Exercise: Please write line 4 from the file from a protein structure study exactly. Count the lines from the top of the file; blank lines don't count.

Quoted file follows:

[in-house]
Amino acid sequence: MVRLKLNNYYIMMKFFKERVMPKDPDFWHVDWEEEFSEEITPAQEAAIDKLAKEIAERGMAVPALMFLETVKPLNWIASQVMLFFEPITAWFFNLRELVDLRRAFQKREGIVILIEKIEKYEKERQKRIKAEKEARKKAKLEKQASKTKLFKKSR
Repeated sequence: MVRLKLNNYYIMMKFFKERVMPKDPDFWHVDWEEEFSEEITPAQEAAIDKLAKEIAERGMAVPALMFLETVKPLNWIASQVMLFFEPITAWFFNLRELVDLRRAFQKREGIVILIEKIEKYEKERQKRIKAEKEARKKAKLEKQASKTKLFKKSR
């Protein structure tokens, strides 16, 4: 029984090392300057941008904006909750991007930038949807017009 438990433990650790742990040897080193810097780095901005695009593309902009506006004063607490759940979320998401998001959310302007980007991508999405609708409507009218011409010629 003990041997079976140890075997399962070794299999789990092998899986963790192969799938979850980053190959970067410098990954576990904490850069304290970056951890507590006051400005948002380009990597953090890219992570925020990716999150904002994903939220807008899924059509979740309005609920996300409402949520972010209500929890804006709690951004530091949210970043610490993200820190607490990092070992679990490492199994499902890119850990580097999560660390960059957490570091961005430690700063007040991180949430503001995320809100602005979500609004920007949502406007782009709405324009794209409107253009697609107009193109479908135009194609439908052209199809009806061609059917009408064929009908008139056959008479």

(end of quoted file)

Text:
């Protein structure tokens, strides 16, 4: 029984090392300057941008904006909750991007930038949807017009 438990433990650790742990040897080193810097780095901005695009593309902009506006004063607490759940979320998401998001959310302007980007991508999405609708409507009218011409010629 003990041997079976140890075997399962070794299999789990092998899986963790192969799938979850980053190959970067410098990954576990904490850069304290970056951890507590006051400005948002380009990597953090890219992570925020990716999150904002994903939220807008899924059509979740309005609920996300409402949520972010209500929890804006709690951004530091949210970043610490993200820190607490990092070992679990490492199994499902890119850990580097999560660390960059957490570091961005430690700063007040991180949430503001995320809100602005979500609004920007949502406007782009709405324009794209409107253009697609107009193109479908135009194609439908052209199809009806061609059917009408064929009908008139056959008479």